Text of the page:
In 2014 one passenger kilometer of travel with a DB long distance train emitted on average 11 grams of CO Deutsche Bahn operates the vast majority of German long distance trains and also sells tickets for regional and local trains operated by other companies.
The DB website (which has localized versions for many places and is available in English and a half dozen other languages) is an excellent resource to find train connections throughout Europe, although some heritage railways and railway integrated bus services are not listed.
A new timetable comes into effect each December, usually being published in mid October.
On most routes tickets can be booked up to 180 days ahead and if you know your itinerary this far ahead, it is advisable to book so early as there are next to no last minute offers and pre-booked tickets rise in price on a "first come first served" basis.
Bidding for a new contract usually starts before the old contract has run out.
Contract terms tend to be quite long: on some routes DB still operates under contracts that weren't subject to open bidding or where DB was the only bidder.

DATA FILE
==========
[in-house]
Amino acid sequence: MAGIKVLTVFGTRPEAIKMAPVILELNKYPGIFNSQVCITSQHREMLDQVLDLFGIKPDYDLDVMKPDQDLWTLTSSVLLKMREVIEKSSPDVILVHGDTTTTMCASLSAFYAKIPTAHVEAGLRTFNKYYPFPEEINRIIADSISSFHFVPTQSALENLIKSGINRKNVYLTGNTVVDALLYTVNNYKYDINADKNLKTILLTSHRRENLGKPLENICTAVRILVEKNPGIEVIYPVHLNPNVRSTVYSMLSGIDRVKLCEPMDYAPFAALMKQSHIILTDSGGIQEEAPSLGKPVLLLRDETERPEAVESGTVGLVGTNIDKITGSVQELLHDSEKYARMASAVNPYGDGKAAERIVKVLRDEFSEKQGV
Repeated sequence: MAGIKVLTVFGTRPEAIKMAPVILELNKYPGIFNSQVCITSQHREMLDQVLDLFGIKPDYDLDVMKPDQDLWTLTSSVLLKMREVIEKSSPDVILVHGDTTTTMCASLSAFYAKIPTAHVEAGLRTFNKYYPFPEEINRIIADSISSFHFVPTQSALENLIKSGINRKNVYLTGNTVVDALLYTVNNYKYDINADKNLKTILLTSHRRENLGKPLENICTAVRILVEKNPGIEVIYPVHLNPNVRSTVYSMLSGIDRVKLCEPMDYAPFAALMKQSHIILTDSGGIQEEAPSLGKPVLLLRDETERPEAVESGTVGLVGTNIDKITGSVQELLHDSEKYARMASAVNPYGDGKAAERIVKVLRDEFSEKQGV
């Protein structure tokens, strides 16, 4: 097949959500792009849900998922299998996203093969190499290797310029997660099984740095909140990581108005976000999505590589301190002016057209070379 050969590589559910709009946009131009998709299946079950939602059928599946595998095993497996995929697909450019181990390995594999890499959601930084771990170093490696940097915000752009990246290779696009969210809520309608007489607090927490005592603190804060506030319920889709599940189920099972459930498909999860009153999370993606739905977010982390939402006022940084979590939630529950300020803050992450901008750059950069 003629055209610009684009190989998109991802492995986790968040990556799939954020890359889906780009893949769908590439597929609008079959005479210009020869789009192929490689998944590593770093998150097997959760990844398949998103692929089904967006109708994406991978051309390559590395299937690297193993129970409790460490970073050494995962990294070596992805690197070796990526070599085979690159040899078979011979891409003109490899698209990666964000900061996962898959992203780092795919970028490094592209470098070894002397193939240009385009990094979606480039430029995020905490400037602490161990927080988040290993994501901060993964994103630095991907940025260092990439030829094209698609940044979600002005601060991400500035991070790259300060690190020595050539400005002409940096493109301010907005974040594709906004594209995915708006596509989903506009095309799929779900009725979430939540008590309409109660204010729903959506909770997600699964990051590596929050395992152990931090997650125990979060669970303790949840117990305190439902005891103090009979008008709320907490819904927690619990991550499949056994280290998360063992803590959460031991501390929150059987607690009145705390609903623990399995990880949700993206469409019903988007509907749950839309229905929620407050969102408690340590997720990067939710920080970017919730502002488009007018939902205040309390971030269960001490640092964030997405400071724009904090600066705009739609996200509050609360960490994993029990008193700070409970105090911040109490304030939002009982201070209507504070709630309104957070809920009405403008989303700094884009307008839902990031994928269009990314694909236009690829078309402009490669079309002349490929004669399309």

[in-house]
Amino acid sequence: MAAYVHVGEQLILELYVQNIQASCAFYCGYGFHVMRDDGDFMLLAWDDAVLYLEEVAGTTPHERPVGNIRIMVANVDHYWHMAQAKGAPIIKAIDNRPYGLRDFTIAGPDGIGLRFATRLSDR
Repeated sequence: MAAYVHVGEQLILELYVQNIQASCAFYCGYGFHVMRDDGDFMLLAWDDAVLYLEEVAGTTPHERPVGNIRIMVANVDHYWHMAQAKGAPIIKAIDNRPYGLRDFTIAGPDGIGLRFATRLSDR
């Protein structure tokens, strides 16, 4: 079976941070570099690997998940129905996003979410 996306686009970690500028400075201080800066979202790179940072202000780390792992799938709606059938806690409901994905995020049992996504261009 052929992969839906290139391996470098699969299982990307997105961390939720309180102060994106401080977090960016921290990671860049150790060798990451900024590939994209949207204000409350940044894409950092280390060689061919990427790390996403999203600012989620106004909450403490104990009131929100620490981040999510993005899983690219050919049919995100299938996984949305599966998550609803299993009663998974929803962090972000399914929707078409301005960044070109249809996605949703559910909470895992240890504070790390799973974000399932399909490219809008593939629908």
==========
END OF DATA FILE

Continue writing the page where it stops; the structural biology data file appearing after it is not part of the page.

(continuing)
Germany's rail system is fast and reliable and covers most points of interest.However, most Germans don't book more than one week ahead, with the possible exception of international tickets.Germany has over 40,000 kilometers of railways (making it the sixth longest rail network and one of the densest worldwide) and thus is incredibly well-connected, making it possible to connect from most rural areas to large metropolises.A train journey from Hamburg in the north to Munich in the south will usually take less than 6 hours.The same journey by car takes around eight hours, a bus takes ten hours or more and neither of those figures accounts for traffic congestion.